Legend: Airplane maintenance crews log humorous responses to pilots’ problem reports.
Example: [Collected via e-mail, 2003]
Here are some actual maintenance complaints/problems, generally known as squawks, recently submitted by QANTAS Pilots to maintenance engineers. After attending to the squawks, maintenance crews are required to log the details of the action taken to solve the pilots’ squawks.
Problem – Left inside main tyre almost needs replacement.
Problem – Test flight OK, except autoland very rough.
Problem – No. 2 propeller seeping prop fluid.
Problem – Something loose in cockpit.
Problem – Dead bugs on windshield.
Problem – Autopilot in altitude-hold mode produces a 200-fpm descent.
Problem – Evidence of leak on right main landing gear.
Problem – DME volume unbelievably loud.
Problem – Friction locks cause throttle levers to stick.
Problem – IFF inoperative.
Problem – Suspected crack in windscreen.
Problem – Number 3 engine missing.
Problem – Aircraft handles funny.
Problem – Target radar hums.
Problem – Mouse in cockpit.
Origins: Enjoying this hilarious bit of airline humor is easy; determining whether it’s anything more than a joke is not so easy.
typical folkloric fashion, this item has appeared with a variety of differing details and content since it started making the rounds of the Internet back in 1997, and some of our readers recall seeing hard copies of it passed from hand to hand in hangars at airports around the country in even earlier than that. Versions use both British and American spellings of ‘tire’; attribute the list to maintenance crews servicing the United States Air Force, the Royal Air Force, and the Australian commercial airline Qantas; and encompass some entries while omitting others. An earlier version of this list included the following items not appearing in the example quoted above:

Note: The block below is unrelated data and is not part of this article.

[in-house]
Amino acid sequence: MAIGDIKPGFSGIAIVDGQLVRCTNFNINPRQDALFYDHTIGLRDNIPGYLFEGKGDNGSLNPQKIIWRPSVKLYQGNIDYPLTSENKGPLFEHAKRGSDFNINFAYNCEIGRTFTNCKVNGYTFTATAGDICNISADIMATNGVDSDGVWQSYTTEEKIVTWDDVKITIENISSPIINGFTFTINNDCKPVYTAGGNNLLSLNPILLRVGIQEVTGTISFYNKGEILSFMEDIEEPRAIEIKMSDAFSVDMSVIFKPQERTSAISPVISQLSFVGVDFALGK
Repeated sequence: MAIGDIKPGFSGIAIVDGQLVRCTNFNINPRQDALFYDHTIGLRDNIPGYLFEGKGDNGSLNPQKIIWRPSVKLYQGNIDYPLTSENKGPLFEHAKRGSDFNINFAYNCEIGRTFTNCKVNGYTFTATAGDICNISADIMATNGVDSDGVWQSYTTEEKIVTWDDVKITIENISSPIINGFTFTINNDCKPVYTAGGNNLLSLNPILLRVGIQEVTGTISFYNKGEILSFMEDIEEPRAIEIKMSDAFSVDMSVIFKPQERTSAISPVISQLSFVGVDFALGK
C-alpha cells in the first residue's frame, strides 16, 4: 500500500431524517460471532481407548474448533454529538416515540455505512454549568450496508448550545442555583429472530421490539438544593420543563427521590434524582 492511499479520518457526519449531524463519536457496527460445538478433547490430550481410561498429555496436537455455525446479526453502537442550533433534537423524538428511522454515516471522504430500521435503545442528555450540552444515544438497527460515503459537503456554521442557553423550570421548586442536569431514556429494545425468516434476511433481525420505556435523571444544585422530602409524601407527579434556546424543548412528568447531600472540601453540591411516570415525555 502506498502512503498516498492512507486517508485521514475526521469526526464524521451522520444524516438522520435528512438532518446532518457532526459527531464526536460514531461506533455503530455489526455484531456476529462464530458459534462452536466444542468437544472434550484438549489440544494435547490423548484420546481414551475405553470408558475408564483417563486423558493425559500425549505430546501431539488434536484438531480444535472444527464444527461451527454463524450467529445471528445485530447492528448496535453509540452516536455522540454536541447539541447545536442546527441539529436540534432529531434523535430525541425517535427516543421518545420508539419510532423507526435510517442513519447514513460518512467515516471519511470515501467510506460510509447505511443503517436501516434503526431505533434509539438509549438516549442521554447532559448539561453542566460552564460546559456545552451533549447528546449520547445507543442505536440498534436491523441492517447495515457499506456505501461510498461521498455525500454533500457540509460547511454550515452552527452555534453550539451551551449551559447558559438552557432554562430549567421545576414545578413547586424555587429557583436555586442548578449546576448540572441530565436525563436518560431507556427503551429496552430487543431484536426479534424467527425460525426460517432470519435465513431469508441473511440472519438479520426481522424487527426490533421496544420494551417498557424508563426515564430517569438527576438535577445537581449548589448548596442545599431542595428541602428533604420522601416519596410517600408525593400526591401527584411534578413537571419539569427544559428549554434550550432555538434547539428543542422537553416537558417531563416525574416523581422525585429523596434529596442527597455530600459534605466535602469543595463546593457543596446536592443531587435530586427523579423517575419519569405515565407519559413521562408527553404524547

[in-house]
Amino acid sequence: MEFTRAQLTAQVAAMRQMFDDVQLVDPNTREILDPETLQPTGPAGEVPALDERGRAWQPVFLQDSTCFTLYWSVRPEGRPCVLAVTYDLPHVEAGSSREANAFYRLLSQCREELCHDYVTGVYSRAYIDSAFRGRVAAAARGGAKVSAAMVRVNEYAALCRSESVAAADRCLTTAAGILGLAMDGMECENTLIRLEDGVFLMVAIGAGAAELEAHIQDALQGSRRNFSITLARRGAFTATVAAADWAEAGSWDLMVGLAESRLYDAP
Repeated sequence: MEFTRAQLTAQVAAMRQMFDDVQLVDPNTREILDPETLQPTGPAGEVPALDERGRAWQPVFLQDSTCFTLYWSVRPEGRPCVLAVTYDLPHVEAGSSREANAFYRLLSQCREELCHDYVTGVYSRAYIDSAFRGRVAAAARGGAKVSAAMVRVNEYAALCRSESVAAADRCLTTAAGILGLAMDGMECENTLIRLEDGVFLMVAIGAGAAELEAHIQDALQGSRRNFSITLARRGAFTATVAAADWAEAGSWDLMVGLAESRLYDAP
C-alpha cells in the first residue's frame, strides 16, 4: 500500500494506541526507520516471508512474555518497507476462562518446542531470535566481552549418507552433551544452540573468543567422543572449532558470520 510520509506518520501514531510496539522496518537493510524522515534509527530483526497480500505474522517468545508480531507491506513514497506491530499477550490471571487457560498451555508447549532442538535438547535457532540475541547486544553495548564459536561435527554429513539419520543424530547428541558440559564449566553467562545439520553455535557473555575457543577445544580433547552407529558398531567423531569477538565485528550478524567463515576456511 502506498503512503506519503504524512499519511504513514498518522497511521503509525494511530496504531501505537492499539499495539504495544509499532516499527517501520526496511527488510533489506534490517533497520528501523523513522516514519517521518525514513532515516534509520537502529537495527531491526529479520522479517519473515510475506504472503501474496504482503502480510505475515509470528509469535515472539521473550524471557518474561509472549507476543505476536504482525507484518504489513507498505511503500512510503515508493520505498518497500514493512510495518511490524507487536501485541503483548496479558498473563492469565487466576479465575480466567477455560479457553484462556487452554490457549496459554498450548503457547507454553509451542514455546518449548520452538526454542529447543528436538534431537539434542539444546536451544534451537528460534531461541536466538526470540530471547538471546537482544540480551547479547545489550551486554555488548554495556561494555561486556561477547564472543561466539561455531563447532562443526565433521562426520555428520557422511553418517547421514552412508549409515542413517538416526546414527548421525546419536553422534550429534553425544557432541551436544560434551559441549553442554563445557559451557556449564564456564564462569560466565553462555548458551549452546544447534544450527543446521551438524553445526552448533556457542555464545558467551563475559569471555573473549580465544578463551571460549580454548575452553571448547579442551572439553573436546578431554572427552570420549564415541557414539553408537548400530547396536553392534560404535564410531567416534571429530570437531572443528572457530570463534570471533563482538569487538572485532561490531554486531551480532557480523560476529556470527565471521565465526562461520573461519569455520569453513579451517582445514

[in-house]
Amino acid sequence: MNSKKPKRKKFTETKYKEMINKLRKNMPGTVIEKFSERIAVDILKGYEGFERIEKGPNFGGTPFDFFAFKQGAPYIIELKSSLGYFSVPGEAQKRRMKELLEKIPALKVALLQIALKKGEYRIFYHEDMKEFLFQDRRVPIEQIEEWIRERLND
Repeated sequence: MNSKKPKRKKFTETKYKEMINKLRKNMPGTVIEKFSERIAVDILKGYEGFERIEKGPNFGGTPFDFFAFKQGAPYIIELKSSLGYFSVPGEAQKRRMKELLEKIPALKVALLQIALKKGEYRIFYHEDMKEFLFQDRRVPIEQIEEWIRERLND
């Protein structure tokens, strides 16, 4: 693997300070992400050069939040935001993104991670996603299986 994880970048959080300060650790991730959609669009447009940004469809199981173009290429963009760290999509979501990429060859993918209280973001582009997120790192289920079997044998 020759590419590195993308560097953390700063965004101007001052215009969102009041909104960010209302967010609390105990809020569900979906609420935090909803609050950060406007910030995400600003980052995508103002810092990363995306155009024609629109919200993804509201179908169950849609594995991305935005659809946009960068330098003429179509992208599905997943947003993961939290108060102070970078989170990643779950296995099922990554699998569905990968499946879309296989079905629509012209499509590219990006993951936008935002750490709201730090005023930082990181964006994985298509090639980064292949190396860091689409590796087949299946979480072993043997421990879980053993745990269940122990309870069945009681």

Defect: Seat cushion in 13F smells rotten. Defect: Turn & slip indicator ball stuck in center during turns. Defect: Whining sound heard on engine shutdown. Defect: Pilot’s clock inoperative. Defect: Autopilot tends to drop a wing when fuel imbalance reaches 500 pounds. Defect: #2 ADF needle runs wild. Defect: Unfamiliar noise coming from #2 engine. Defect: Noise coming from #2 engine. Sounds like man with little hammer. Defect: Whining noise coming from #2 engine compartment. Defect: Flight attendant cold at altitude. Defect: 3 roaches in cabin. Defect: Weather radar went ape!
Defect: The autopilot doesn’t.
Action: IT DOES NOW.
Action: Fresh seat cushion on order.
Action: Congratulations. You just made your first coordinated turn!
Action: Pilot removed from aircraft.
Action: Wound clock.
Action: Flight manual limits maximum fuel imbalance to 300 pounds.
Action: Caught and tamed #2 ADF needle.
Action: Engine run for four hours. Noise now familiar.
Action: Took little hammer away from man in #2 engine.
Action: Returned little hammer to man in #2 engine.
Action: Ground checks OK.
Action: 1 roach killed, 1 wounded, 1 got away.
Action: Opened radar, let out ape, cleaned up mess!
Defect: Seat cushion in 13F smells rotten.
Defect: Turn & slip indicator ball stuck in center during turns.
Defect: Whining sound heard on engine shutdown.
Defect: Pilot’s clock inoperative.
Defect: Autopilot tends to drop a wing when fuel imbalance reaches 500 pounds.
Defect: #2 ADF needle runs wild.
Defect: Unfamiliar noise coming from #2 engine.
Defect: Noise coming from #2 engine. Sounds like man with little hammer.
Defect: Whining noise coming from #2 engine compartment.
Defect: Flight attendant cold at altitude.
Defect: 3 roaches in cabin.
Defect: Weather radar went ape!
The inclusion of military terminology (e.g., IFF, target radar) pegs this as a list more likely derived from an air force source than a commercial airline, and the mention of propellers eliminates the notion that these items all reference one particular type of modern jet aircraft. It’s possible this list is now an amalgam of entries collected from a variety of sources, a mixture of both real and bogus items, or nothing but a bit of creative humor.
Last updated: 17 December 2005
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